No Heaven

Front Cover
University of Pittsburgh Press, 2005 - Poetry - 136 pages
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Alicia Suskin Ostriker's voice has long been acknowledged as a major force in American poetry. In No Heaven, her eleventh collection, she takes a hint from John Lennon's "Imagine" to wrestle with the world as it is: "no hell below us, / above us only sky."

It is a world of cities, including New York, London, Jerusalem, and Berlin, where the poet can celebrate pickup basketball, peace marches, and the energy of graffiti. It is also a world of families, generations coming and going, of love, love affairs, and friendship. Then it is a world full of art and music, of Rembrandt and Bonnard, Mozart and Brahms. Finally, it is a world haunted by violence and war. No Heaven rises to a climax with elegies for Yitzhak Rabin, assassinated by an Israeli zealot, and for the poet's mother, whose death is experienced in the context of a post-9/11 impulse to destroy that seems to seduce whole nations.

Yet Ostriker's ultimate stance is to "Try to praise the mutilated world," as the poet Adam Zagajewski has counseled. At times lyric, at times satiric, Ostriker steadfastly pursuesin No Heaven her poetics of ardor, a passion for the here and now that has chastened and consoled her many devoted readers.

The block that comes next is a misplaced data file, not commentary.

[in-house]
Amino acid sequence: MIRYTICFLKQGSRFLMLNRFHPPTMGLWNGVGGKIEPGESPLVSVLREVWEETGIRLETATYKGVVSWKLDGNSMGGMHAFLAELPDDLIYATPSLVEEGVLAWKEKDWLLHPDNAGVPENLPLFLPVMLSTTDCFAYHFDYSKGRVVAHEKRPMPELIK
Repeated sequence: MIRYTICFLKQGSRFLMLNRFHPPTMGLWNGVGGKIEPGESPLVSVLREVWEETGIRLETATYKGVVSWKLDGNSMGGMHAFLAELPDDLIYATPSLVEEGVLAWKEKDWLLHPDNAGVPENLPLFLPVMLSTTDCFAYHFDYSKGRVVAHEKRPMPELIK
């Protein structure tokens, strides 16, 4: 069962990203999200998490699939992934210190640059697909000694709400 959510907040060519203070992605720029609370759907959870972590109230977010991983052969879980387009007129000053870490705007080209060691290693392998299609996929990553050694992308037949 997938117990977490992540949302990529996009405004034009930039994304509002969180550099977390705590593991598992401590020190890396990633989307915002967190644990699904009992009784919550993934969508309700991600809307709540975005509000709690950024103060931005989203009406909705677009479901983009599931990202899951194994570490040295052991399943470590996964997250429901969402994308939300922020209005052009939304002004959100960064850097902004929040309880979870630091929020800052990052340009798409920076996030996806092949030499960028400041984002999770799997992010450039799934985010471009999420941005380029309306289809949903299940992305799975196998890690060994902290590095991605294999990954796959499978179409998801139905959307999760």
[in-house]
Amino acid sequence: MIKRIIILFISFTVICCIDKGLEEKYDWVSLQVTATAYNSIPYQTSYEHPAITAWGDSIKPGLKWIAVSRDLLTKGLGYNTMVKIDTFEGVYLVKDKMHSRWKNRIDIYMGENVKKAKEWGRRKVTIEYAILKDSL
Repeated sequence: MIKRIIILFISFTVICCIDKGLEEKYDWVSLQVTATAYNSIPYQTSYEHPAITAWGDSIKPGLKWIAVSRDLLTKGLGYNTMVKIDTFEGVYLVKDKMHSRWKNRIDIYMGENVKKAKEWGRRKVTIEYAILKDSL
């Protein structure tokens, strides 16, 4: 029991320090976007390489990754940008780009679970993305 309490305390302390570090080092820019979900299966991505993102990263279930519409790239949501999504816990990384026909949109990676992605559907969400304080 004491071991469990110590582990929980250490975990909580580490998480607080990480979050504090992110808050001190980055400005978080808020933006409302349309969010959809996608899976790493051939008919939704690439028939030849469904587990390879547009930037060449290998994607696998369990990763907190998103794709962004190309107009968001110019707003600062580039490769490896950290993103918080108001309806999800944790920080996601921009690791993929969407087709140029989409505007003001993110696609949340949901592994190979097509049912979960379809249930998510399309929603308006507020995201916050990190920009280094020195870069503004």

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No heaven

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Ostriker's new collection (after The Volcano Sequence ) presents her characteristic, effortless precision, as though she were unearthing the beauty inherent in things, experiences, and song. A ... Read full review


Bus Station
Liking It
In the FortyFifth Year of Marriage
What You Cannot Remember What You Cannot Know
Poem Beginning with a Line by Rumi
Letter of Inquiry
Another Imaginary Voyage
The Painting of Force and Violence
Ravel Piano Trio
Three Women
Elegy for Allen
Into the Street

About the author (2005)

Alicia Suskin Ostriker's previous collections of poetry include The Imaginary Lover, winner of the William Carlos Williams Award, and The Crack in Everything and The Little Space: Poems Selected and New, both National Book Award finalists. She has also received the Paterson Poetry Prize and the San Francisco State Poetry Center Award. Of her five volumes of criticism, including Dancing at the Devil's Party: Essays on Poetry, Politics, and the Erotic. She is professor of English at Rutgers University and teaches in the MFA program of New England College.

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